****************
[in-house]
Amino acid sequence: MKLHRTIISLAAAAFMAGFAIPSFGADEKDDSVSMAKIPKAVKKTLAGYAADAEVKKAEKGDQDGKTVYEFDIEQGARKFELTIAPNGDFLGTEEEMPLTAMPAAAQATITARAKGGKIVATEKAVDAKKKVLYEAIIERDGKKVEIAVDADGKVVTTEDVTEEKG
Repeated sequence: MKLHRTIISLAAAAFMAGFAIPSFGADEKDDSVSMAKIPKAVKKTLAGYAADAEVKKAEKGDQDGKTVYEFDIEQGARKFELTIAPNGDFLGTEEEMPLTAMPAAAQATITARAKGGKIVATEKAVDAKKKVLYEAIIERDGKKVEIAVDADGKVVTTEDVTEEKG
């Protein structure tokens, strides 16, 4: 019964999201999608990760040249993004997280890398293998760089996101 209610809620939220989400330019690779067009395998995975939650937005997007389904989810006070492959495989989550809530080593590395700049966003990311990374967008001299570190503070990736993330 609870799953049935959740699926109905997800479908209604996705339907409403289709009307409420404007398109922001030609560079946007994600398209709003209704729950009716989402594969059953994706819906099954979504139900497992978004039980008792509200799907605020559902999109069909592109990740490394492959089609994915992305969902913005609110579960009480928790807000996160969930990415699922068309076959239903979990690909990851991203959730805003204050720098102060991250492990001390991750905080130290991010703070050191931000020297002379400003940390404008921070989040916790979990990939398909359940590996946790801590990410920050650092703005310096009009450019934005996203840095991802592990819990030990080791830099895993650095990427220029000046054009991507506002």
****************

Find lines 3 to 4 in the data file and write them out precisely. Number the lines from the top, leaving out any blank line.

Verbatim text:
Repeated sequence: MKLHRTIISLAAAAFMAGFAIPSFGADEKDDSVSMAKIPKAVKKTLAGYAADAEVKKAEKGDQDGKTVYEFDIEQGARKFELTIAPNGDFLGTEEEMPLTAMPAAAQATITARAKGGKIVATEKAVDAKKKVLYEAIIERDGKKVEIAVDADGKVVTTEDVTEEKG
């Protein structure tokens, strides 16, 4: 019964999201999608990760040249993004997280890398293998760089996101 209610809620939220989400330019690779067009395998995975939650937005997007389904989810006070492959495989989550809530080593590395700049966003990311990374967008001299570190503070990736993330 609870799953049935959740699926109905997800479908209604996705339907409403289709009307409420404007398109922001030609560079946007994600398209709003209704729950009716989402594969059953994706819906099954979504139900497992978004039980008792509200799907605020559902999109069909592109990740490394492959089609994915992305969902913005609110579960009480928790807000996160969930990415699922068309076959239903979990690909990851991203959730805003204050720098102060991250492990001390991750905080130290991010703070050191931000020297002379400003940390404008921070989040916790979990990939398909359940590996946790801590990410920050650092703005310096009009450019934005996203840095991802592990819990030990080791830099895993650095990427220029000046054009991507506002």